Sustainable agriculture: how technology is essential to feed the world

November 26, 2021

Sustainability is a key topic in agriculture. We see many great innovations to ensure we have access to affordable food of the highest quality.

The standpoint of the United Nations on agriculture leaves little room for interpretation: 

“Agriculture is at the heart of the solution of the sustainability issue, contributing from the environmental, economic, and social sides. If we improve agricultural and food systems, we can improve the livelihoods and health of people, and produce healthier ecosystems as well. The dominant agricultural model we inherited from the Green Revolution of the 1960s, with its emphasis on a narrow range of crops and its heavy use of chemicals, energy and capital, cannot meet the challenges of the new millennium”. 

This blog however, will not be a doomsday lecture about the environment, the importance of sustainability and the huge role agriculture plays in this. Instead of stating the obvious, we focus on some cool tech innovations in agriculture we found! Technology will be essential in feeding the 9.3 billion people on our earth in 2050. 

Electric everything
  • Zero emission farm equipment: the Tesla effect is coming to farming! Due to better and lighter batteries, electric vehicles will make their way to the farm. The torque of electric motors is very useful on farms, and the quick swapping possibilities of batteries allow longer running times. 
  • Energy storage: with many farmers generating electricity through several green options, storing this energy will be the next big thing. The cost of storage has decreased dramatically over the last 5 years and will continue to decrease in the future. 

  • Cattle: monitoring animal health is essential in sustainable and efficient food production. Technology can help in keeping track of animal health, as well as predicting and preventing illness. Connectivity is key, and with companies like Hiber, providing connectivity in areas where mobile data and GPS is not available, huge improvements are achieved in agriculture across the globe. Read a cool case study here.
  • Land: sensors can also help to monitor the state of the agricultural soil. Based on the data generated, farmers can learn how to treat their crops better. AI models can even make suggestions on which crops to plant to endorse biodiversity. Wageningen University shows crop yield grows by 10% while costs fall by the same percentage using data. And the use of water and fertilizer is reduced by 20-50%!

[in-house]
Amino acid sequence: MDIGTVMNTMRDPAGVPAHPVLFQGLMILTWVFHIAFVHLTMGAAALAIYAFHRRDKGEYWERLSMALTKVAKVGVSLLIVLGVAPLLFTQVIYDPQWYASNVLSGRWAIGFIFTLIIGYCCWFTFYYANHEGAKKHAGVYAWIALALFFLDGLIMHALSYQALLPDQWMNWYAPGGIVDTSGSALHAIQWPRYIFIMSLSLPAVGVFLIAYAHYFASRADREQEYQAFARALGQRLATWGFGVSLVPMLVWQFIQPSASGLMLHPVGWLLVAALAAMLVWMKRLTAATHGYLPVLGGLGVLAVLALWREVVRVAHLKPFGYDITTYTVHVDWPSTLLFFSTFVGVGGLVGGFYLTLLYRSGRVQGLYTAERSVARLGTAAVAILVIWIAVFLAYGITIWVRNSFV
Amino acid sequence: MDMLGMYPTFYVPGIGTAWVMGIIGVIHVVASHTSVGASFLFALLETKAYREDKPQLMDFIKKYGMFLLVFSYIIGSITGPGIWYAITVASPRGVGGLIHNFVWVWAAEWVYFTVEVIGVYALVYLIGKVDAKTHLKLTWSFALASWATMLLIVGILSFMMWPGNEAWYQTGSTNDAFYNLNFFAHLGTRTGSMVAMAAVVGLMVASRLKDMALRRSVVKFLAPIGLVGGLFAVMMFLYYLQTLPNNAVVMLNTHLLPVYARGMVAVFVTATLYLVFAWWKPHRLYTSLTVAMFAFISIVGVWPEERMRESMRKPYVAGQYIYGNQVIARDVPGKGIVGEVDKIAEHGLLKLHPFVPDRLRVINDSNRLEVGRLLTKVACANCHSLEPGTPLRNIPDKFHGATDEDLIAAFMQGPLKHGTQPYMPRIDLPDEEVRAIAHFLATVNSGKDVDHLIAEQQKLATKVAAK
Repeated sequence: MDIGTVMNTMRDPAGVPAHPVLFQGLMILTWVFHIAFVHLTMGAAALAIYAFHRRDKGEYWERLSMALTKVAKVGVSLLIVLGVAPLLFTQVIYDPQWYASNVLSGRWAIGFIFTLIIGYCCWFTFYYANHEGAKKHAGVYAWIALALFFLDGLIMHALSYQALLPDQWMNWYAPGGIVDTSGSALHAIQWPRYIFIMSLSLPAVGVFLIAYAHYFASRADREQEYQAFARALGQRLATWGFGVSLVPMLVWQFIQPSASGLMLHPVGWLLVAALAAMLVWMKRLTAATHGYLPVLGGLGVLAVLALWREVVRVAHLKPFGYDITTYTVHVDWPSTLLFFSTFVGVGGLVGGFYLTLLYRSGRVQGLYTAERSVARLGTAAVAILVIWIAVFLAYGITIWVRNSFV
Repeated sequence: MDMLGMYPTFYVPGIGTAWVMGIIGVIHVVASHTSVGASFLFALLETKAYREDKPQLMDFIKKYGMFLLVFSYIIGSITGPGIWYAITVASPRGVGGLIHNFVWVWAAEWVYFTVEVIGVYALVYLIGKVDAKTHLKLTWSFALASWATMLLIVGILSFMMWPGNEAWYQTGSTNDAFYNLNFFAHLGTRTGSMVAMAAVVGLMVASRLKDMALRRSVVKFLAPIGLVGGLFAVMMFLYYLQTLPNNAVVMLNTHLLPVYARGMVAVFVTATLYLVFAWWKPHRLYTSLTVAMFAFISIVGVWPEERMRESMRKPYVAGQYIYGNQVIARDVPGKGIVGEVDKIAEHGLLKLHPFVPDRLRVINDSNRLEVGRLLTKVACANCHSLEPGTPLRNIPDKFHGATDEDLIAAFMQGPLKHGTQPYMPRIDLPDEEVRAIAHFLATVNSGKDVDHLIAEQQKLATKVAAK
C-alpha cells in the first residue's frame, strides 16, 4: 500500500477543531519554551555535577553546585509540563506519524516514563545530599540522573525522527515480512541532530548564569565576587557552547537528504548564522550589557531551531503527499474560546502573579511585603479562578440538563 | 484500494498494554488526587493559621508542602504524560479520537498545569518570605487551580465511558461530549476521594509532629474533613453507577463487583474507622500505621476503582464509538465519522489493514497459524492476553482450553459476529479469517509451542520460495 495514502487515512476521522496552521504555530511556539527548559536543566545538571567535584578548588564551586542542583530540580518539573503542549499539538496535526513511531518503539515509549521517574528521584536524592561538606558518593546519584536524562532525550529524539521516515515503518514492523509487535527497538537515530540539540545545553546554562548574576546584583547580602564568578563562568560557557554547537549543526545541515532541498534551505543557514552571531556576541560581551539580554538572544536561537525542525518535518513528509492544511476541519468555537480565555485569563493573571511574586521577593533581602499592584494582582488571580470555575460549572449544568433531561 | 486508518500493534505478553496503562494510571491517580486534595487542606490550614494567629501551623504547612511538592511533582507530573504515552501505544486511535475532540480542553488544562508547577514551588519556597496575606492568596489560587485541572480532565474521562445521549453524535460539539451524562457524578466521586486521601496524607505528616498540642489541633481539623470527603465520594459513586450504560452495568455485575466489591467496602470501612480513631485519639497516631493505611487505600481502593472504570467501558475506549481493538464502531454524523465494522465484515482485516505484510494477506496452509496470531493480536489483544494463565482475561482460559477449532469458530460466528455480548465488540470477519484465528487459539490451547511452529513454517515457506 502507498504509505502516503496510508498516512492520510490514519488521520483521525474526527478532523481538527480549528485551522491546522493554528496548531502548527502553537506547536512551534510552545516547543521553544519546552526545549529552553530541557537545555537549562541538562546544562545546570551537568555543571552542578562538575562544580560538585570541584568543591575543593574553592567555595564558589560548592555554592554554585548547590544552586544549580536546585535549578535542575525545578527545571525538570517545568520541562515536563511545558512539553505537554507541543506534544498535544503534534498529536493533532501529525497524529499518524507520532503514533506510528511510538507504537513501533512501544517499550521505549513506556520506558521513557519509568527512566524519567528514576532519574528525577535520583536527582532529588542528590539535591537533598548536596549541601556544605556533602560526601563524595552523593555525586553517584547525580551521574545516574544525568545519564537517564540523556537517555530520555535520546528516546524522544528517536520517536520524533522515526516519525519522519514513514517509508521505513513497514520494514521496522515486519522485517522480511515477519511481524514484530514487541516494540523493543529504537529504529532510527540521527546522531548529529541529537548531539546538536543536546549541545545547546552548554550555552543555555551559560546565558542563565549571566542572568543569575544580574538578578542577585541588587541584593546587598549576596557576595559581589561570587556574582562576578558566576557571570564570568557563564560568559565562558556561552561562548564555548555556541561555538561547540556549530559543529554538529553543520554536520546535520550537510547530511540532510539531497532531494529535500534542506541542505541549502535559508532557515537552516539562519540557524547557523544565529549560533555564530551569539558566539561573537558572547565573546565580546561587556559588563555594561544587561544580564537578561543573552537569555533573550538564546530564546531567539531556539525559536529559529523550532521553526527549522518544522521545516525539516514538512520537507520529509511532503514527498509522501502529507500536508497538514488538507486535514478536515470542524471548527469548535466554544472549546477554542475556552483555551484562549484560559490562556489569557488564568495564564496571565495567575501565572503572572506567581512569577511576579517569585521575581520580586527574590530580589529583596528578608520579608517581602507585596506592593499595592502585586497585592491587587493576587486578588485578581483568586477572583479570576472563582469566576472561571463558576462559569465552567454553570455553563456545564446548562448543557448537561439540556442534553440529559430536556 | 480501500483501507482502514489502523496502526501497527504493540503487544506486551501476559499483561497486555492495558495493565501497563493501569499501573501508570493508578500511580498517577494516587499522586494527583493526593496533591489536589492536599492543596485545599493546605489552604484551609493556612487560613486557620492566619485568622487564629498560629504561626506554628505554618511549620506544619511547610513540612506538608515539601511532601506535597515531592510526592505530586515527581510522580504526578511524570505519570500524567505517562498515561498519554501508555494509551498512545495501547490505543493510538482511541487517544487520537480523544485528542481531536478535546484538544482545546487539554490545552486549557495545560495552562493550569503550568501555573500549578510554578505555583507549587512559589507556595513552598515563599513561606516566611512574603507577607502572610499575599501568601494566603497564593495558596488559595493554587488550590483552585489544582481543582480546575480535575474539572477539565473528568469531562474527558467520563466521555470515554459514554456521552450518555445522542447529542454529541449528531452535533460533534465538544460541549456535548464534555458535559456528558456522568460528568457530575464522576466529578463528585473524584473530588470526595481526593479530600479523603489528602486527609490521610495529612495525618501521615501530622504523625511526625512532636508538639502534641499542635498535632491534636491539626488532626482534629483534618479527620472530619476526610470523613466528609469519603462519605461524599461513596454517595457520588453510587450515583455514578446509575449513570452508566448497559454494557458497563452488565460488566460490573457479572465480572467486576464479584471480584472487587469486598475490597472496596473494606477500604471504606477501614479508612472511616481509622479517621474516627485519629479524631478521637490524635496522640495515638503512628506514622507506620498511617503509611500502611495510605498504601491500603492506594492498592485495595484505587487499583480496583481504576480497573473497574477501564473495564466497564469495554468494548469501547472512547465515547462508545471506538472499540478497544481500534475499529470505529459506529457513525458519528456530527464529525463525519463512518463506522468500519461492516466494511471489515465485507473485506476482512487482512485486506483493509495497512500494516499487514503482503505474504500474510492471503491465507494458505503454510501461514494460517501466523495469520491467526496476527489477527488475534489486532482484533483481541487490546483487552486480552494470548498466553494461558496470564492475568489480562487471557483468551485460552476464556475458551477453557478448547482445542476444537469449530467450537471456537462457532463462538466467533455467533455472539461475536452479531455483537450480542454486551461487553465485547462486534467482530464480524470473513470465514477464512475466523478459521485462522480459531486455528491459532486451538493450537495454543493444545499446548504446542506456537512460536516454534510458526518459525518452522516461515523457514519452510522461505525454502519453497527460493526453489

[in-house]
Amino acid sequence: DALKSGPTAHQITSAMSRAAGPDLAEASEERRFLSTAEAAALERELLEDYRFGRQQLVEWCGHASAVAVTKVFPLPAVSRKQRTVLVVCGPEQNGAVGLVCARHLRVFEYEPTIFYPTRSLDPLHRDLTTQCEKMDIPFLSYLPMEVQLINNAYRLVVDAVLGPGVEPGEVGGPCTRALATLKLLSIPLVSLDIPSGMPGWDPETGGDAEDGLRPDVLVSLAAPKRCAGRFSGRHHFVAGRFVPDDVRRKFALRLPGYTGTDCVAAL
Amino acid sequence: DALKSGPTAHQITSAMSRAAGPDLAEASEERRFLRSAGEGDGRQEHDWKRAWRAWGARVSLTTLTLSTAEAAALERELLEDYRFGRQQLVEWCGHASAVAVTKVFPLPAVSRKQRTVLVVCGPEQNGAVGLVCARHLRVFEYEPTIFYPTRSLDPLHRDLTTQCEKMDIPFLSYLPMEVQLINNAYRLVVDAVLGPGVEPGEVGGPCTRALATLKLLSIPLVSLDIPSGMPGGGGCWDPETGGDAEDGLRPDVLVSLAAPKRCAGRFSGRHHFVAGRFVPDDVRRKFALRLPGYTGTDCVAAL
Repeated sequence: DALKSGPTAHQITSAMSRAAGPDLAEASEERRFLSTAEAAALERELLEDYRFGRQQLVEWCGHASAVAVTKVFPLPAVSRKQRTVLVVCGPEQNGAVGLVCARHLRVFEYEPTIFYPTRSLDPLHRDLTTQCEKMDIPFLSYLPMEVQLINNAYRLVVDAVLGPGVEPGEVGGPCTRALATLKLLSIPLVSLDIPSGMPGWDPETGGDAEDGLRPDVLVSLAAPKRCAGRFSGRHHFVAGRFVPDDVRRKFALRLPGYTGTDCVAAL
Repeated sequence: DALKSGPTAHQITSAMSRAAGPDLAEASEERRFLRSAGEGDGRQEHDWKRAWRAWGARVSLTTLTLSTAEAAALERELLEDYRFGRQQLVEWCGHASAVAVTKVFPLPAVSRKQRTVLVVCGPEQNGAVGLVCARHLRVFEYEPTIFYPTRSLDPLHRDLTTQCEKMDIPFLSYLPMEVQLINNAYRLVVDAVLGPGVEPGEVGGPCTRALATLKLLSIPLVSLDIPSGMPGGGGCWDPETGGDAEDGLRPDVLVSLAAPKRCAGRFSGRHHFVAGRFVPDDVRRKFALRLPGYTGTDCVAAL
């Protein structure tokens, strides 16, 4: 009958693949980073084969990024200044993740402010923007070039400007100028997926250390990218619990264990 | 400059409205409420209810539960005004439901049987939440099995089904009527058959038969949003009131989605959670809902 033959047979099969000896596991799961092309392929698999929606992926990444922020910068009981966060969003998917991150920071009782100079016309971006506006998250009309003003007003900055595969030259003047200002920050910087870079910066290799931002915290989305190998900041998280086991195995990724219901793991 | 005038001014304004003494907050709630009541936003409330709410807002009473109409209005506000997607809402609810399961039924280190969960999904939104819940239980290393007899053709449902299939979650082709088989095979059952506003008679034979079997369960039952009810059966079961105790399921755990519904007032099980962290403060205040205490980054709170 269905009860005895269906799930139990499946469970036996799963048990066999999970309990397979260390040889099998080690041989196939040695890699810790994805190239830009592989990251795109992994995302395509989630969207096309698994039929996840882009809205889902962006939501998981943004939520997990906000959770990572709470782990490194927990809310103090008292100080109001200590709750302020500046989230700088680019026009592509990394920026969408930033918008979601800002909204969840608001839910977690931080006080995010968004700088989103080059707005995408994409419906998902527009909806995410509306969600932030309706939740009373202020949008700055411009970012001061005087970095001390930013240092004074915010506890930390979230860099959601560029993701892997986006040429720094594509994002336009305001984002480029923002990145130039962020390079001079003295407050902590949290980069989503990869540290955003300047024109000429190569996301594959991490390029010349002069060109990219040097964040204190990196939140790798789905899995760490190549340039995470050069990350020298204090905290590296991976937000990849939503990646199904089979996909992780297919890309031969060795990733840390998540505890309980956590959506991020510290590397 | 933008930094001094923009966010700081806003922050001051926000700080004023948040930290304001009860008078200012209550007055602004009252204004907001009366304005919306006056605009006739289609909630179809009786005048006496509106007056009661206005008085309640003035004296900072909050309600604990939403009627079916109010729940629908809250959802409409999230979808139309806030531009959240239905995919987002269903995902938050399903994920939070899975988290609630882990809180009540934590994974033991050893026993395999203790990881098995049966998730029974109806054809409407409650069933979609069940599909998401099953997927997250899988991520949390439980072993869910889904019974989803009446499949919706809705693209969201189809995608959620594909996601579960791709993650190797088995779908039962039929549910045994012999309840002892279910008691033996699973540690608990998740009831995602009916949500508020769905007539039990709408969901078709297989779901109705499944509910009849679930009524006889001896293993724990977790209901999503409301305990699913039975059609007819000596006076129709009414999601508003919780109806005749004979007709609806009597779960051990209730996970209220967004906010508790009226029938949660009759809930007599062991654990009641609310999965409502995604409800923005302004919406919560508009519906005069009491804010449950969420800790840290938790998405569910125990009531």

• Autonomy: labor costs makes up for 20-50% of the price of food, depending on the crop. This is where robots can help. The internet is full of cool movies showing automatic spraying drones, autonomous tractors and spraying devices. They can even distinguish cultivated plants and weeds and treat them accordingly. 
  • Land management: AI can help in finding the harvesting sweet spot. By measuring numerous parameters such as weather, soil moisture, crop condition and even market prices the right moment for harvest can be calculated. 

  • Genetic breeding programs: They are still in their infancy, but the use of genetic selection capabilities can help reduce methane and co2 emissions at virtually no extra cost. New breeding technologies can mitigate the increase in greenhouse gas emissions while meeting the world’s growing demand for animal protein.
  • Crops: We can craft stronger crops, more resistant to certain insects and exterior influences by genetic modification. This will allow us to increase the yield of our land. In the UAE, they have done it the other way around by turning desert ground into fertile farmland using nanoclay: 

  • Longer shelf life/protection: Taking India as an example: 30-40% of the mangoes harvested never reach consumers. It takes too long to get them to their destination and there is a lack of a refrigerated supply chain (Rabobank). By adding a special liquid ( the freshness of fruits can be prolonged by 3 days to a full week! We don’t have to produce more food if we let less go to waste!
  • Waste prevention: According to the Guardian, approximately 45% of all fruits and vegetables, 35% of fish and seafood, 30% of cereals, and 20% of meat and dairy products are wasted by suppliers, retailers, and consumers every year. Artificial intelligence can help in predicting demand, resulting in better stock and purchasing decisions. Based on this data and the shelf life information, AI can suggest dynamic pricing points to make sure goods are sold and consumed instead of wasted.

These examples are just the tip of the iceberg. The world understands the need for innovation and change in agriculture. The AgTech market will  have doubled in size in 2022 compared to 2017. And this is just the beginning. Digitization and sustainability are not just hobbies or nice to haves, but essential to keep up and stay alive. The agricultural world stands on the brink of a huge transformation and we all have tickets for the front row seats. 

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